Major Changes to the Use Class System Come into Force this Week

Major Changes to the Use Class System, in an attempt to revive the High Street, come into force this week. The legalisation was laid before parliament on 21st July, with the changes coming into force on 1st September 2020 with a number of significant changes to the Town and Country Planning (Use Classes) Order 1987.

Summary of the changes

The changes are quite complex, presumably due to the need to include provisions to ensure a reasonably smooth transition to the revised Use Classes, however a broad summary is provided below.

Parts A and D of the original Schedule to the Use Class Order are revoked which abolishes Use Classes A1, A2, A3, A4 and A5 and Classes D1 and D2.  Class B1 is also abolished. These are all replaced by new Use Classes in Schedule 2:

  • Class E (Commercial, business and service) – including retail, restaurant, office, financial/professional services, indoor sports, medical and nursery uses along with “any other services which it is appropriate to provide in a commercial, business or service locality”;
  • Class F.1 (Learning and non-residential institutions) – including non-residential educational uses, and use as a museum, art gallery, library, public hall, religious institution or law court; and
  • Class F.2 (Local community) – including use as a shop of no more than 280 sqm mostly selling essential goods, including food and at least 1km from another similar shop, and use as a community hall, area for outdoor sport, swimming pool or skating rink.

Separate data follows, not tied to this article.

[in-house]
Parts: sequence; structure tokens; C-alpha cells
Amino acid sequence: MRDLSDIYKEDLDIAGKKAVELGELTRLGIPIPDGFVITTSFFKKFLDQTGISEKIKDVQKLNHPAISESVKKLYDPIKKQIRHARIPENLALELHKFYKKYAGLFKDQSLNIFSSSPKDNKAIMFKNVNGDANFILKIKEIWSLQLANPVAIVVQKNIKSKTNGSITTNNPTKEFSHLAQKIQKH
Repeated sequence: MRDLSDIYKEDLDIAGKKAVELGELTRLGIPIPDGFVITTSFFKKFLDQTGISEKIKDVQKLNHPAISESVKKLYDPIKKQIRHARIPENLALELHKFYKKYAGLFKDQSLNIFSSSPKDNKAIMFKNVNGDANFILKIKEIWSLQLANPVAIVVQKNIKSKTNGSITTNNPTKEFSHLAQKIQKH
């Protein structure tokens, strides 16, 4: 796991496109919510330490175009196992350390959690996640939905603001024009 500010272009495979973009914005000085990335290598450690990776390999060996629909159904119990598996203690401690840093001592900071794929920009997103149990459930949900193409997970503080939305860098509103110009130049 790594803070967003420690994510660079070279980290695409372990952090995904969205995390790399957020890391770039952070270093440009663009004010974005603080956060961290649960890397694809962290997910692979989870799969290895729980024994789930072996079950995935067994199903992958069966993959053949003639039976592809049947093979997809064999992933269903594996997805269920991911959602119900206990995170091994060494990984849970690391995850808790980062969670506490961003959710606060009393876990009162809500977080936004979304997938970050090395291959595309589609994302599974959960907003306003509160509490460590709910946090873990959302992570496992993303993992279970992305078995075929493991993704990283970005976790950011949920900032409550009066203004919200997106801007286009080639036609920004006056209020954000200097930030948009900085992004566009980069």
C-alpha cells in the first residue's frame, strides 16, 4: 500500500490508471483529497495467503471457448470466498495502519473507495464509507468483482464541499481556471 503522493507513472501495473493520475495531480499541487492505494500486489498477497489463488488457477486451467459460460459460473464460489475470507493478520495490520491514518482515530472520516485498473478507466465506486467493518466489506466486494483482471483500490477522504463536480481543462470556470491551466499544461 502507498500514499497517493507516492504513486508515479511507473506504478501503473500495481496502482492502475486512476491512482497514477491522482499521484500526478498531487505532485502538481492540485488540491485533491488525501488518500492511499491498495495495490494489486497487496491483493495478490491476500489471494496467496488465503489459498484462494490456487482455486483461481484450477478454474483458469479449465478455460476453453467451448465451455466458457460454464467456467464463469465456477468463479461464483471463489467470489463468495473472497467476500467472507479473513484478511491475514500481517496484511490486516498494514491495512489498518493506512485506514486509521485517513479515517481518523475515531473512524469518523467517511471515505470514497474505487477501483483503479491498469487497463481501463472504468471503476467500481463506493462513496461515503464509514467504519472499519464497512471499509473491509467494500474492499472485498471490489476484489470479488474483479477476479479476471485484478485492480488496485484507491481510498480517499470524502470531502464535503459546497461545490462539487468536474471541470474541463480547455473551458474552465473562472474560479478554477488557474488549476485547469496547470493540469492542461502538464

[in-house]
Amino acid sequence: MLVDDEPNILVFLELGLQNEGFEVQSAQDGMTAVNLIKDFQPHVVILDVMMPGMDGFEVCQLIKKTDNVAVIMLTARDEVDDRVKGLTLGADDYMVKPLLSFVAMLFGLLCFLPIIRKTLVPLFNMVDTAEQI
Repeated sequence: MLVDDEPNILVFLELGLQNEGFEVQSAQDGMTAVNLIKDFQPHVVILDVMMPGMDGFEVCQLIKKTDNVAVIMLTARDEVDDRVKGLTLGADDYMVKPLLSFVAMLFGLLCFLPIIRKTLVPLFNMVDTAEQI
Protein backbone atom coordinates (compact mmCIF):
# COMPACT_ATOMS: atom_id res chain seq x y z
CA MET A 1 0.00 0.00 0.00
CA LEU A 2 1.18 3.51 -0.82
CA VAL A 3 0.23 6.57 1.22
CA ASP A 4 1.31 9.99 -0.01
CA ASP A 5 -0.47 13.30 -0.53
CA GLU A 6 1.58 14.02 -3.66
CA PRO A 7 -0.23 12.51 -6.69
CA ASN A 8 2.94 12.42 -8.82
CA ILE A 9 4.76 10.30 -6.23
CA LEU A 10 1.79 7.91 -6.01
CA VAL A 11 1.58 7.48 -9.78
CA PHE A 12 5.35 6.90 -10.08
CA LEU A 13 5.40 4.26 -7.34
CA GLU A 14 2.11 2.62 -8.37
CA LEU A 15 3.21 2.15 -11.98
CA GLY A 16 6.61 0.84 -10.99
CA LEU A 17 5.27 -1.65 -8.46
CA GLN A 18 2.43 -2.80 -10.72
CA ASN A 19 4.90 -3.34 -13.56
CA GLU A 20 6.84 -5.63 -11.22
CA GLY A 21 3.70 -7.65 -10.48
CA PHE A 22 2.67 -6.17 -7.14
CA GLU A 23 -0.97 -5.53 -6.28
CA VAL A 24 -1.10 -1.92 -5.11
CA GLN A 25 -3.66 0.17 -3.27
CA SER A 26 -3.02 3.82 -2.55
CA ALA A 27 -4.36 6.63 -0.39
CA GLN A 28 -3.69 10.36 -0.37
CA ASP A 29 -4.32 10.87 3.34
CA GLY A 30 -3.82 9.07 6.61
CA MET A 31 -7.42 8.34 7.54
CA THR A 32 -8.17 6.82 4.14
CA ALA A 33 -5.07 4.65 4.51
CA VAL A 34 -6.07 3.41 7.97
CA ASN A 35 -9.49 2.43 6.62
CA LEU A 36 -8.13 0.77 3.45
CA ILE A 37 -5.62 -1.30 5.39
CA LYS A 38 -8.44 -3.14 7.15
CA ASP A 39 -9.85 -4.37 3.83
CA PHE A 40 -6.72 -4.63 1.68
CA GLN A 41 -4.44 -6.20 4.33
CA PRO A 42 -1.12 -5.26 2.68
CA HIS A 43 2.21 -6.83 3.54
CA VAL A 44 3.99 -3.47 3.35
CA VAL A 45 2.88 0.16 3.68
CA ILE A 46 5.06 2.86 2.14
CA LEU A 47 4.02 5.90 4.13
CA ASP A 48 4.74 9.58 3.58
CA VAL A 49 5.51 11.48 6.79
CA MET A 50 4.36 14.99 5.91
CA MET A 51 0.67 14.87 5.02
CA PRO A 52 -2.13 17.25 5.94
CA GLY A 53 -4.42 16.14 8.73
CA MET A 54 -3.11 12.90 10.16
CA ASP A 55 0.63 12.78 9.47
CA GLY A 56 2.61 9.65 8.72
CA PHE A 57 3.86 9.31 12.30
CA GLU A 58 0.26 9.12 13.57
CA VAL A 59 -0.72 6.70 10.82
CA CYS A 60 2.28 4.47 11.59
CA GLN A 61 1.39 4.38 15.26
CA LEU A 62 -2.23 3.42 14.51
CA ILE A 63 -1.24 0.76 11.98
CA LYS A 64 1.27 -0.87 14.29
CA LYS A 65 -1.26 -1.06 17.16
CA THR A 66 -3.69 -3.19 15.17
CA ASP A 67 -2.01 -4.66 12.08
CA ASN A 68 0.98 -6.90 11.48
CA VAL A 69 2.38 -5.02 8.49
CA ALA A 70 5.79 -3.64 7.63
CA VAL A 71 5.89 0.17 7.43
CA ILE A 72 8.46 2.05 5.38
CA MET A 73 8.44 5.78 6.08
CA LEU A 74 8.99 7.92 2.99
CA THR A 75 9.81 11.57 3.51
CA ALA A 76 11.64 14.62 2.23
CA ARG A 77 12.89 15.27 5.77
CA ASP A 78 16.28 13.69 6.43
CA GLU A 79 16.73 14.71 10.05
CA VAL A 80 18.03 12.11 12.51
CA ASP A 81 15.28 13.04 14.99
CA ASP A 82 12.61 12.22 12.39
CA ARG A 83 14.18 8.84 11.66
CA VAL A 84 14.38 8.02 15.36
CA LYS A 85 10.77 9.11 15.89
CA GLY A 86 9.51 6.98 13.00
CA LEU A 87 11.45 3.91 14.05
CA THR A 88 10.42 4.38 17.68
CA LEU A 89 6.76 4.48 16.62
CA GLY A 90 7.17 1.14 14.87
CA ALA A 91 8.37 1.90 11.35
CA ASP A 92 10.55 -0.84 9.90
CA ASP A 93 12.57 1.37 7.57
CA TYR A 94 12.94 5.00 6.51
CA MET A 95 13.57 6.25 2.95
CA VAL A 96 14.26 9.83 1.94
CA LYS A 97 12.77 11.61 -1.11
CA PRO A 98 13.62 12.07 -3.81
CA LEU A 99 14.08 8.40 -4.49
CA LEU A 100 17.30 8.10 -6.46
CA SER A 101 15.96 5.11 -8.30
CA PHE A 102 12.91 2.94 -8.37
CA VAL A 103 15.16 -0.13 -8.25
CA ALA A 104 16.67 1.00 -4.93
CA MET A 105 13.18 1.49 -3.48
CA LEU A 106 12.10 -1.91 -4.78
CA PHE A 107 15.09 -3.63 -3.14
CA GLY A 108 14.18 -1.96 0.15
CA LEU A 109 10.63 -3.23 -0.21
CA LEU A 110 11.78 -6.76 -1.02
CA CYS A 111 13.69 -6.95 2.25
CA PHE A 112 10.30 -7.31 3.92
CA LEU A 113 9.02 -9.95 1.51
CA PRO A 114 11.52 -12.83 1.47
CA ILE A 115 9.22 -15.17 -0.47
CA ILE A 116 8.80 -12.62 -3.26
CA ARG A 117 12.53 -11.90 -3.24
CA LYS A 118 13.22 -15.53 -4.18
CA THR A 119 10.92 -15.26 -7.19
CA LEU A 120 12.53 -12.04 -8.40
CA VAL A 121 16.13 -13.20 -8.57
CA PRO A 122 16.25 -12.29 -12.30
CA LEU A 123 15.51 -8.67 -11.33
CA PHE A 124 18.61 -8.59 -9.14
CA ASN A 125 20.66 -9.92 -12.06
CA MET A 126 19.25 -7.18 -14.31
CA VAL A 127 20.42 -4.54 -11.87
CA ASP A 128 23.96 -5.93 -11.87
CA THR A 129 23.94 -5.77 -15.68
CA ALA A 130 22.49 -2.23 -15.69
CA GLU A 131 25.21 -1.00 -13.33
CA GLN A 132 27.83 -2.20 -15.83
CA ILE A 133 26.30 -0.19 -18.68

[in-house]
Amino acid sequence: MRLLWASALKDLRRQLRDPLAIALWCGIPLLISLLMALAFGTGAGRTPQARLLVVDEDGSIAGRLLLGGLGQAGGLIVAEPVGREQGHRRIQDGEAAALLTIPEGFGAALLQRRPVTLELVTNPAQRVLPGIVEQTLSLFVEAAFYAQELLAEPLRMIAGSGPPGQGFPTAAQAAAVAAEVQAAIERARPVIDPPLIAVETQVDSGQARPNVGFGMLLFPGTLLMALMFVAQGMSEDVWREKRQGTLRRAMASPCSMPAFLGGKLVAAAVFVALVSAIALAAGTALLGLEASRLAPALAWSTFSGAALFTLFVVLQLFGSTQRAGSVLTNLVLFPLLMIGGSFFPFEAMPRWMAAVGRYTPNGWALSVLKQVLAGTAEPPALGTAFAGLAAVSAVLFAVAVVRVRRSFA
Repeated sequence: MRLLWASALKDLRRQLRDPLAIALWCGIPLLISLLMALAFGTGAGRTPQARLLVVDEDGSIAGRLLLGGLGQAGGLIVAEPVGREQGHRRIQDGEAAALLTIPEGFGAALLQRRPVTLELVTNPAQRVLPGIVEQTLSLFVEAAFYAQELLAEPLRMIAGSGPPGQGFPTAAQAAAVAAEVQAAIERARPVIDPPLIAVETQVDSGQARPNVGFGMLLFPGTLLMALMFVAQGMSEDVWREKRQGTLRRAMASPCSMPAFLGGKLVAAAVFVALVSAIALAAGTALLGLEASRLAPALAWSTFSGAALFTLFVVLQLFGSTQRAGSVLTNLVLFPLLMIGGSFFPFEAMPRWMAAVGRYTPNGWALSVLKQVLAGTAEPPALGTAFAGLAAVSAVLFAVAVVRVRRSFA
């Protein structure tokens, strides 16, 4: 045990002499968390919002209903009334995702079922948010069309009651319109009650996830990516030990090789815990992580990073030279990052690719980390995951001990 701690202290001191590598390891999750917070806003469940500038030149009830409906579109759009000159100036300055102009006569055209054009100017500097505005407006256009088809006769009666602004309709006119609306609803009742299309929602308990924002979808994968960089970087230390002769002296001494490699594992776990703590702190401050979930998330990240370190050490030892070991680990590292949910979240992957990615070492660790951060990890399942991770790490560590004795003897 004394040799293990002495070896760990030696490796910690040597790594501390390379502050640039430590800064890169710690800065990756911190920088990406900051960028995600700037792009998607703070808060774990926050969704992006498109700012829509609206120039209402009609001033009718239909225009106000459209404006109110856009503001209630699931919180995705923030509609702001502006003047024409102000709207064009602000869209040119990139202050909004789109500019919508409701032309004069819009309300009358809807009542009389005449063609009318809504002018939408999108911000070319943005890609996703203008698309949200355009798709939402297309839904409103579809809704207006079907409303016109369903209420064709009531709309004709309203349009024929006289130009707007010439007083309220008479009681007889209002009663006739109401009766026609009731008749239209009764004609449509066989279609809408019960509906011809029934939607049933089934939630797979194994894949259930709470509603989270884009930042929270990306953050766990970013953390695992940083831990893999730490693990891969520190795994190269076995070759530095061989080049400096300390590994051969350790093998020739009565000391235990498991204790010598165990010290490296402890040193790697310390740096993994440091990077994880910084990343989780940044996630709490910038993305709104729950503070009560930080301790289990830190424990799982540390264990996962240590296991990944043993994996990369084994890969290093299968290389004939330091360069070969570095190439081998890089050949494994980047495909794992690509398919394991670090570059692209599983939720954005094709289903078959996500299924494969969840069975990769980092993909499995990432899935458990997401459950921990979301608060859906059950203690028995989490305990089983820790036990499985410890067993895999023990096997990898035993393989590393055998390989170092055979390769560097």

Other uses including pubs, wine bars and drinking establishments, pubs with expanded food provision, hot food takeaways, live music venues, cinemas, concert, bingo and dance halls are all added to the list of sui generis uses.

Implications

Changes of use within this new Class E will not constitute development at all (as opposed to permitted development). This new flexibility is not linked to spatial considerations and therefore will apply both to high streets and all town centre uses located outside of centres. It thus has the potential to result in the introduction of non-office type activities (including retail) in traditional out of centre business parks, which runs contrary to current national and local planning policies designed to protect town centre retail.

Significantly, the changes will make current shop frontage planning policies obsolete, thus reducing the local planning authorities’ ability to control the mix of uses.  This ‘left to the open market’ approach aims to promote vitality and viability of town centres by allowing for a greater and more ‘reactionary’ movement between uses.  It therefore allows for the repurposing of retail uses to other uses which may have historically been resisted.  However, it remains to be seen whether these changes will have any unintended harmful impacts upon the town centre.

The changes also seek to protect “community assets” (such as pubs, music venues and cinemas) by taking them out of the “classes” and making them “sui generis”, meaning that planning permission would be needed to change to a different use.

It should be noted that from this week new planning applications (including variations and reserved matters approvals) will also be determined by reference to the new Use Classes. The previous Use Classes will, however, remain relevant for certain change of use permitted development rights until 31 July 2021.

 

These changes represent the most fundamental change in town centre planning for over 30 years. Should you require any more information regarding these amendments, please do not hesitate to contact us for further advice.

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